Firefighters are reminding South Cariboo homeowners to be cautious with outdoor burning following multiple fires over the past week.
Over the weekend, firefighters were called out to four fires near 100 Mile sewage treatment plant on Canim-Hendrix Road, and a five-hectare blaze on Resort Road between Canim and Hawkins lakes. Late last week, the Forest Grove volunteer fire department responded to two back-to-back fires that got away from homeowners, while the 108 Mile Ranch volunteer fire department was also called out to assist another fire at 105 Mile. There were also three fires in the Clinton area Tuesday.
While some of the fires are still under investigation, most are suspected to be human-caused.
Shannon Wagner, chief of the Forest Grove Volunteer Fire Department, urged homeowners to have a permit and check the venting index before burning after two back-to-back fires got away from residents in her area last Thursday. Homeowners should also have a pail of sand, shovel, rake and access to a good flow of water from an outdoor tap nearby. Despite the snow on the ground, Wagner noted the heavy grasses and the trees are “deceptive.”
“It’s sopping wet underneath but in the trees and grass, it’s tinder dry,” Wagner said. “If that grass catches and ends up candling in the trees we’re going south pretty quick.”
In one of the cases in Forest Grove Thursday, the fire had spread to some trees on the ground and could have gone “really bad” if the wind had picked up, she said. Sand would have helped to snuff it out quickly.
Meanwhile, 14 members of the BC Wildfire Service were called in to help battle the fire on the Resort Road, after it grew from two hectares to five hectares within a couple of hours Saturday.
Black smoke from that fire, initially fought by the Canim Lake Band Volunteer Fire Department and Hawkins Lake Volunteer Firefighter Association, could be seen as far away as Forest Grove. It had been contained by Monday morning.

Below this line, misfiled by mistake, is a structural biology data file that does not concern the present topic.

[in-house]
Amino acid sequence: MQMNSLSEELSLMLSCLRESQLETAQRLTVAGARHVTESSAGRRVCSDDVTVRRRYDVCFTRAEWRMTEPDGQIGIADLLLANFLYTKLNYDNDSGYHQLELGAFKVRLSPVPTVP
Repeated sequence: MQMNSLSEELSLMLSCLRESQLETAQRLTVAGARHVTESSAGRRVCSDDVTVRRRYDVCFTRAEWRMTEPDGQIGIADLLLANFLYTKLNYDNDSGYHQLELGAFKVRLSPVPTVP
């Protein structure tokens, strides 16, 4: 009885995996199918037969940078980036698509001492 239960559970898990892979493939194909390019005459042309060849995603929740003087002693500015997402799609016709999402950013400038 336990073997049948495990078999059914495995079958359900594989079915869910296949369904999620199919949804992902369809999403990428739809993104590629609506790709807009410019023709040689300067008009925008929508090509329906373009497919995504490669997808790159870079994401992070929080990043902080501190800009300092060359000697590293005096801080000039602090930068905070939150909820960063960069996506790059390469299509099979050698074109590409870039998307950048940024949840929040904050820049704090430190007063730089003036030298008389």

However, the situation prompted Cariboo Regional District Chair Margo Wagner to call for a fire ban to make people more aware of the tinder-dry conditions across the region. She noted even a Category 3 ban would make people “more aware to be really careful.”
Although the BC Wildfire Service told her it doesn’t typically deal with grass fires, which are the bulk of the fires that are happening in the South Cariboo, it is keeping tabs on the situation. “They’re keeping a really close eye on it,” she said.
The CRD chair added part of the problem is a lot of new people are moving into the area from other parts of B.C. and may not realize they should not be burning at this time. “It’s going to be a learning curve,” she said.
The multiple fires are leading to more vigilance across the community. On Tuesday, firefighters responded to another fire in Forest Grove, but it turned out to be a false alarm. The property owner was burning wood that was producing large quantities of smoke, making the fire look worse than it was, 100 Mile Fire Rescue Chief Roger Hollander said.
He noted the man was in possession of a proper permit for the activity. 100 Mile Fire Rescue has already responded to well over 100 calls so far this year, he added, so they take every report seriously.
Hollander reminds the community to be vigilant when burning and have the proper permits for their fire, whether it’s a campfire or slash pile.
In Clinton, five BC Wildfire personnel and a water tender were on scene Tuesday to battle a 0.1-hectare fire north of town, which is now believed to be under control. It is suspected to be a human-caused fire, but it is under investigation. A fire north of Clinton was out by the time firefighters arrived while the Clinton Volunteer Fire Department dealt with a fire south of town.
Forest Grove chief Wagner urged people to be alert if a fire looks to be getting out of hand. “Do not hesitate. The minute you think it’s out of control, call 911,” she said.
This story has been updated to include details of the Clinton fires.